Sometimes when I write about music, I’m surprised. Surprised because an album is way better than expected or because it’s so much worse than I could’ve imagined. Sometimes a new single stops me in my tracks or an old band comes out of nowhere with a strong set of material. But rarely has an album caught me like Dengue Fever’s The Deepest Lake did.
Unlike the majority of the stuff I review here, I went into this one blind. Not only was it emailed to me with no information, but I started listening to it before looking the band up. And wow, this one caught me between the eyes! It’s groovy and grungy, somehow both retro and modern at the same time. It’s utterly fantastic.
Since Dengue Fever somehow escaped my attention, I imagine they might’ve slipped past yours, so let’s start with a quick bio: formed in 2002, Dengue Fever is a six-piece band based out of Los Angeles. The Deepest Lake is their sixth album, but the first on their newly formed label Tuk Tuk Records. In the past, they’ve received accolades from Mojo magazine and Amazon, gotten props from musicians like Peter Gabriel and were previously on Fantasy Records. Even if it’s their sixth record, The Deepest Lake seems as good a place as any to get acquainted, so let’s jump in.
The album kicks off with “Tokay,” a song packed with a thumping bassline, an ancient-sounding keyboard and singer Chhom Nimol singing in Cambodian. As Dengue Fever slowly builds up the tension, adding percussion, a horn, and a string section, Nimol’s singing gets more impassioned. This was the song that caught me off guard, turning me on to their music. But it’s only the beginning.
Things keep getting added as the album progresses: on “No Sudden Moves,” for example, Nimol bursts into a rap before segueing into a twangy guitar solo, layers of horns, and a bassline worthy of Jah Wobble. Meanwhile, on “Ghost Voice”, they go for a mellower 60s pop sound, with a twirling guitar line, strings and David Ralicke’s low-rumbling saxophone.
Throughout this album, Ralicke’s sax is Dengue Fever’s secret weapon: it’s not always up front in the mix, but when it is, it gives their music a propulsion, kicking them into high gear. Just listen to his playing on “Still Waters Run Deep,” which takes a rocker and turns it into a 60s groove monster.
It’s not always high-energy grooves. For example, on “The Deepest Lake on the Planet,” they go for a slower, atmospheric sound: spidery guitar lines that sound like something from a James Bond movie, big chords on an electric organ, and Nimol sounding like a cabaret act. “Vacant Lot,” is more of the same, but with them pushing the emotion right at the listener. Oh, there’s a flute solo, too.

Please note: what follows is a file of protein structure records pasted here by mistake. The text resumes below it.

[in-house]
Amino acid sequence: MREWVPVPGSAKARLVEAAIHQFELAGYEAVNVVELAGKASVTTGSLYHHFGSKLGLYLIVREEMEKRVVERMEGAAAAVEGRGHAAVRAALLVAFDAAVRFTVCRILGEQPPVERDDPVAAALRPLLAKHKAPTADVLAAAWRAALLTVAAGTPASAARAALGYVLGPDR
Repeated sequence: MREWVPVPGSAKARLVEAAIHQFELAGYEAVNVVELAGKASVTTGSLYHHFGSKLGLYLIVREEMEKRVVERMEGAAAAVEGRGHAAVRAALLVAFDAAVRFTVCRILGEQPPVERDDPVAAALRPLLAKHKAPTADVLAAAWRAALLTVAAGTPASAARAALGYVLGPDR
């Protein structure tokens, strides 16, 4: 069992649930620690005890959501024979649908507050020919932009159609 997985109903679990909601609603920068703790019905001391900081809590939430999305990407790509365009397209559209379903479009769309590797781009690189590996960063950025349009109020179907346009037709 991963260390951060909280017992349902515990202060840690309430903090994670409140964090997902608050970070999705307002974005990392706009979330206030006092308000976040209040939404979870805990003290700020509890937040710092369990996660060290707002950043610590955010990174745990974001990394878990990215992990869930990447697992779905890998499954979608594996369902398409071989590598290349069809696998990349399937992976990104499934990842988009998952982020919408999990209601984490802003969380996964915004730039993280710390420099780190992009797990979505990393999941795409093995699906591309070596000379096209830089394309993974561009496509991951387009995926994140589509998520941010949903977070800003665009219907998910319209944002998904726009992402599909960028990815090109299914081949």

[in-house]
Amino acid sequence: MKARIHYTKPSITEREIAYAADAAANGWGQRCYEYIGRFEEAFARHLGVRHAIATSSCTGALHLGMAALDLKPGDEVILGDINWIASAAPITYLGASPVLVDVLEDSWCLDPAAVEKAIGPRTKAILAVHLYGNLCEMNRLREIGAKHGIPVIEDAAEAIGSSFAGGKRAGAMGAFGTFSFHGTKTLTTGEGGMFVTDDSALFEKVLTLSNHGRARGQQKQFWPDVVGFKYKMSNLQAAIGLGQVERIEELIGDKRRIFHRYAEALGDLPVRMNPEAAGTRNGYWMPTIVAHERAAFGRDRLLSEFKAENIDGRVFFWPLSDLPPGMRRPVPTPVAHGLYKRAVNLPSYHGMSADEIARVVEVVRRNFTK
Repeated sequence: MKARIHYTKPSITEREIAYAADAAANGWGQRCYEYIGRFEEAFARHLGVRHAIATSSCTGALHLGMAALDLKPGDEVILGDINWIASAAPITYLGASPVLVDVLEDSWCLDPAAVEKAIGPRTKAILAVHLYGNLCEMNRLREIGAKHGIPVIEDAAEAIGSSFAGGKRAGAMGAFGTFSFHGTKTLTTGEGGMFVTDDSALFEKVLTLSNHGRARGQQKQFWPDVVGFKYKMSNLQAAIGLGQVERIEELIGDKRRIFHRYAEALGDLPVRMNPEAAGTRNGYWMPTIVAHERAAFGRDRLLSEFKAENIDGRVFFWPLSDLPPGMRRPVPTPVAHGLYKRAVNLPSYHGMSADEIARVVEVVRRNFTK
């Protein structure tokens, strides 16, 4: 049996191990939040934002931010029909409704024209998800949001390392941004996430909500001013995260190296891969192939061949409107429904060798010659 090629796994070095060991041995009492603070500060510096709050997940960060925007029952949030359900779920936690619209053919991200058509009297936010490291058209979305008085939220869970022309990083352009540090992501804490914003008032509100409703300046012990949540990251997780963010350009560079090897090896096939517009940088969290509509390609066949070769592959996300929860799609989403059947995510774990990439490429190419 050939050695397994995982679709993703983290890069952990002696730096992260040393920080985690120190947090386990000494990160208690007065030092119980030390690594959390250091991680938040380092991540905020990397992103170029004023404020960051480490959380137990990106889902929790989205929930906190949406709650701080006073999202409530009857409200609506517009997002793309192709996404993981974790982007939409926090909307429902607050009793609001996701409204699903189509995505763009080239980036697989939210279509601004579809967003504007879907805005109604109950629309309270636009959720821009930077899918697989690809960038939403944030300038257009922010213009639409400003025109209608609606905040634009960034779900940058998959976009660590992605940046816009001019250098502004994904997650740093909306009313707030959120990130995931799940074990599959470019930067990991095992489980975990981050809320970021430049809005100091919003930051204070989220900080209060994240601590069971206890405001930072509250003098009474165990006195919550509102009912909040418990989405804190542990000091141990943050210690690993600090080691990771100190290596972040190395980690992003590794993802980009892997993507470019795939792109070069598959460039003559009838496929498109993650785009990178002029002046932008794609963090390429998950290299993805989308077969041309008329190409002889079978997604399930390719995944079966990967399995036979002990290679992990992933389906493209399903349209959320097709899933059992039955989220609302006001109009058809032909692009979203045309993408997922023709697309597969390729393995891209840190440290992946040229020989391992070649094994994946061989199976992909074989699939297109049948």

In all these styles, Dengue Fever is equally effective, never once sounding out-of-place or anything less than entirely confident. Or like anything else I’ve heard in a long time. I think William Onyeabor’s compilation is the last time I’ve heard anything that synthesizes so many influences into a unique-sounding stew.
For me, the really killer track is “Rom Say Sok.” Here, Nimol sings as Dengue Fever builds a steady groove, heavy on keyboards and slashing guitars. But things quickly take a left turn, bursting into an impassioned saxophone solo and climaxing in a sheet of horns and wailing. It’s an explosive number.
Calling something like this World Music is a little troublesome since that’s such a blanket term and has become suffocating. It’s easy to label anything that’s not straight-ahead North American-sounding World Music and shuffle it off to the corner of the music store, in a little bin full of old reggae compilations and a couple Latin samplers. Music is music, no matter where it comes from, and giving an album like The Deepest Lake such a general label is utterly restricting.
For starters, because the music here takes so much influence from so many diverse sources, it’s hard to pin it down as just one thing. Yes, Dengue Fever is heavily influenced by 60s Cambodian rock – a genre anthologized nicely on The Rough Guide to Psychedelic Cambodia (which also features them, too) – but I hear little bits of everything from soul to funk to afrobeat to breakbeat to rock. But it’s unmistakably theirs: a couple listens to this album and you’ll never get their tunes mixed up with anyone else.
Ignore the ridiculous, made up labels people will attempt to stuff Dengue Fever’s new album into. The only label The Deepest Lake needs is Really Good Music. Or maybe Stuff You Should Listen To. But definitely Five Out of Five, too.
Freelance writer and music fan, whose writing has appeared on The Good Point, The Toronto Review of Books, and CTV.ca, among other places. Favorite albums: Dig Me Out, Live-Evil, Decade.